How the pandemic revealed the smart home paradox

Stuff to make our home smarter is often more useful when we're not at home.
Written by Ross Rubin, Contributor

Up until the pandemic hit, laptop and smartphone makers relentlessly pushed the envelope on increasing productivity and flexibility when we're on the go. With only critical belongings in a backpack or carry-on, we are less likely to be prepared for whatever crisis befalls us. The more mobile we are, the easier it is to justify investing in mobile technology.

But the onset of COVID-19 jarred like a giant record scratch sound effect as the needle of high-powered gear was removed from the album of mobile lifestyles. The pandemic upended tech's pecking order as desktop comfort products like webcams, monitors and mice took off and smartphone sales dipped. Laptop sales exploded to the point of inventory exhaustion, but only because millions of dislocated workers and students sought better tools as they embarked on a bleary-eyed march toward Zoom burnout.

So, if being ultra-mobile leads to buying ultra-mobile tech, shouldn't being ultra-homebound lead to tech designed to smarten up our confining environs? Not necessarily. According to an NPD Group presentation at a recent Techfluence online event, while networking products such as routers kept up their brisk sales pace as consumers tried to accommodate an unprecedented number of video chats, smart home product sales -- while solid -- didn't see nearly the same level of lift.

This is surely in part because many of these products cater more to early adopters as nice-to-haves versus a laptop needed to connect to colleagues. However, it's also because, paradoxically, many smart home products are most useful when you are not home.

Much of the early work in smart homes grew out of providing home security. For leading providers of integrated smart home systems such as ADT and Vivint, enabling home control systems is built on top of security monitoring with its array of sensors for detecting open windows and doors and glass breakage. The same holds for those buying a la carte products to fit into product families like the ones Amazon has built around Ring cameras or Google has built around Nest products; many of the leading applications for connected cameras, locks, and doorbells -- to say nothing of imminent hallway drones -- are often activated from an app while remote.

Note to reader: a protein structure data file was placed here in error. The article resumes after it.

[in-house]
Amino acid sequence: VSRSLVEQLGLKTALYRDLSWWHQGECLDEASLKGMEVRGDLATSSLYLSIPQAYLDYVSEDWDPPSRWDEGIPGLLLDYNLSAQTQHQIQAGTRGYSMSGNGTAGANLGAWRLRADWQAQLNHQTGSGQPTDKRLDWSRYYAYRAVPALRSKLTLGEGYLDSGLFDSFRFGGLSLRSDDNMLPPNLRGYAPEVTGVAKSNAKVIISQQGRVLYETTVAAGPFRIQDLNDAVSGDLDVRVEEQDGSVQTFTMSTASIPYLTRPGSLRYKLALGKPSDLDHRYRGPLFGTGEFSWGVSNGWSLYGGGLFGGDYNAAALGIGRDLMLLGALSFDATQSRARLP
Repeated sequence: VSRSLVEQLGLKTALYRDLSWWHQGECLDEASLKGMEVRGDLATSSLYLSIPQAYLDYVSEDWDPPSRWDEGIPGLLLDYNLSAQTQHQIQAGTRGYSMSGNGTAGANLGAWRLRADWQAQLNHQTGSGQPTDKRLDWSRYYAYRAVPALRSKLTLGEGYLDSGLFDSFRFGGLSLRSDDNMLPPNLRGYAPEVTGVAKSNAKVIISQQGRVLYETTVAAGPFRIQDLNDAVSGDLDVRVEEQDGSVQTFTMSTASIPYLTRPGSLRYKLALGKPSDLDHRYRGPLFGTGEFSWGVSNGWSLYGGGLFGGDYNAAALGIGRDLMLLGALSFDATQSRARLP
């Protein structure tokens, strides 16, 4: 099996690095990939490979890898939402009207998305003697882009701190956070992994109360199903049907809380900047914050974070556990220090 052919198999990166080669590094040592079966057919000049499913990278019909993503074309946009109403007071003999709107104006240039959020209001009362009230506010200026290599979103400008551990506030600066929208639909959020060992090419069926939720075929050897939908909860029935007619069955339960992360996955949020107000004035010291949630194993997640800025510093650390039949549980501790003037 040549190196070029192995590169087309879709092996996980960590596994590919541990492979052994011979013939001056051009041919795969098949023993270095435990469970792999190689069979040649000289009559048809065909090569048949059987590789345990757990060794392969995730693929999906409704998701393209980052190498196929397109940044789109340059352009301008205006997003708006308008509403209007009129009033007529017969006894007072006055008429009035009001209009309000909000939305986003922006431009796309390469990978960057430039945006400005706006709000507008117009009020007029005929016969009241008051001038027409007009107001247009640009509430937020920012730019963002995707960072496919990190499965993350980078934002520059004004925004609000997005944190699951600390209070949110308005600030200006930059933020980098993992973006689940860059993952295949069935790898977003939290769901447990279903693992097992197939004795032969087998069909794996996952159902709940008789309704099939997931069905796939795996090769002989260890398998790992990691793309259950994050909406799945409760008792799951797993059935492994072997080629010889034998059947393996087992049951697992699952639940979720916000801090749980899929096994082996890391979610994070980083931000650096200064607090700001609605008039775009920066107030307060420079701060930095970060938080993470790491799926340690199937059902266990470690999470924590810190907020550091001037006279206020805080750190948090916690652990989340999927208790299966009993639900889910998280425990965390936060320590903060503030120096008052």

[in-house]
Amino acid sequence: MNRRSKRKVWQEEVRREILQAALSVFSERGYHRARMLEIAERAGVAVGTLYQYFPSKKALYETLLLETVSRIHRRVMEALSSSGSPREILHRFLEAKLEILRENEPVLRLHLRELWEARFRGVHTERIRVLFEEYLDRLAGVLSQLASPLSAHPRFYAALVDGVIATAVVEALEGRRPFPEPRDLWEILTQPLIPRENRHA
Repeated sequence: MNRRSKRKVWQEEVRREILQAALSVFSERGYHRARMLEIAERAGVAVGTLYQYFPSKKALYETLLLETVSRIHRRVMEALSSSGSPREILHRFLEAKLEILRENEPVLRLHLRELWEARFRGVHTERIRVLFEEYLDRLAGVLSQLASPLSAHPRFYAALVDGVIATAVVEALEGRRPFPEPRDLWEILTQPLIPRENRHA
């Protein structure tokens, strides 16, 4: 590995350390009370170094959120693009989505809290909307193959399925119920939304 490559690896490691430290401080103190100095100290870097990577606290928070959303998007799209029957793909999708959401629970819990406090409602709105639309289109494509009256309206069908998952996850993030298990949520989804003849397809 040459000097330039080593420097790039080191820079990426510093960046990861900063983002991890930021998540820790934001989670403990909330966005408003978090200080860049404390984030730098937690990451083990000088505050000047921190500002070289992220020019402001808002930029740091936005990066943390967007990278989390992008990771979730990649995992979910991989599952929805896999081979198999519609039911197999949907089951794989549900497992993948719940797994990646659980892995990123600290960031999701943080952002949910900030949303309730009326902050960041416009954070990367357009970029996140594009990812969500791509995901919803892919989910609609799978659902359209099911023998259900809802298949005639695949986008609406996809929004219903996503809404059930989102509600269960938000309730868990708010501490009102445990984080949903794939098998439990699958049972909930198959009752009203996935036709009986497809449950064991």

Water pressure-based detectors such as Phyn, Flo, and Pleco are useful for ensuring that you're not wasting water when you're home. But their greater value is in notifying you in case there's a more serious incident like a burst pipe. That's something you can respond to quickly if you're at home, but which could cause catastrophic flooding damage if you're not.

And it's not just limited to fixed-function devices. The Alexa Guard feature of Echo devices can relay when it hears a smoke alarm has been activated (a trick pioneered by departed startup Leeo). This feature could help save your home when you're away from it. If you're at home when a fire breaks out, the urgency is even greater, but you're probably more likely to be alerted by the smoke alarm's siren itself versus a phone alert that may pop up in the middle of the night when your phone could be silenced.

Even products that provide value for when residents are at home, such as connected thermostats and lights, lose some of their allure when it's only marginally less convenient to walk across the room and manually change their settings as it is to call up their app or control them by barking orders to whatever voice assistant they serve.

As vaccinations proliferate, PC vendors will eventually have to contend with the challenges of maintaining pandemic-fueled year-over-year growth. Conversely, a return to a more mobile existence could result in accelerating growth in smart home products. On the other hand, we may have waned interest in mastering the state of our estates. There may be no place like home, but many of us are more than ready to leave behind a nearly static location history.


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